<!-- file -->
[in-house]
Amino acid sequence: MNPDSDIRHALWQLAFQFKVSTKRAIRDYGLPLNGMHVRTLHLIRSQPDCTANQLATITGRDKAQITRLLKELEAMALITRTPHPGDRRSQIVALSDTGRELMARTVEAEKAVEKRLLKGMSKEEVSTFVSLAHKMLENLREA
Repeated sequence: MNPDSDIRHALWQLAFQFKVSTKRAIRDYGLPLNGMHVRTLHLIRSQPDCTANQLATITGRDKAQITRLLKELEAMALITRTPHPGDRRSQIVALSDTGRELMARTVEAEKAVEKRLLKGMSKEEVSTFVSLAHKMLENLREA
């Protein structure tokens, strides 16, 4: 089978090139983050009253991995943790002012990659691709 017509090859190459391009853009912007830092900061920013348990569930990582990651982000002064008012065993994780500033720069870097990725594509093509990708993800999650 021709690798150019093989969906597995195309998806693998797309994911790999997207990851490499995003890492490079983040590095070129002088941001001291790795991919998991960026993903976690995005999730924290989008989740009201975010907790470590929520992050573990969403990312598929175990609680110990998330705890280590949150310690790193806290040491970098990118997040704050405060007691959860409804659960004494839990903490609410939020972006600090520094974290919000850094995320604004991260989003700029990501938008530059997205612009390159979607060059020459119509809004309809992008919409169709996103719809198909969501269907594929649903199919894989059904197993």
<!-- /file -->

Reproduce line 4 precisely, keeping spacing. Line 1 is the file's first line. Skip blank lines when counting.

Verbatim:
């Protein structure tokens, strides 16, 4: 089978090139983050009253991995943790002012990659691709 017509090859190459391009853009912007830092900061920013348990569930990582990651982000002064008012065993994780500033720069870097990725594509093509990708993800999650 021709690798150019093989969906597995195309998806693998797309994911790999997207990851490499995003890492490079983040590095070129002088941001001291790795991919998991960026993903976690995005999730924290989008989740009201975010907790470590929520992050573990969403990312598929175990609680110990998330705890280590949150310690790193806290040491970098990118997040704050405060007691959860409804659960004494839990903490609410939020972006600090520094974290919000850094995320604004991260989003700029990501938008530059997205612009390159979607060059020459119509809004309809992008919409169709996103719809198909969501269907594929649903199919894989059904197993």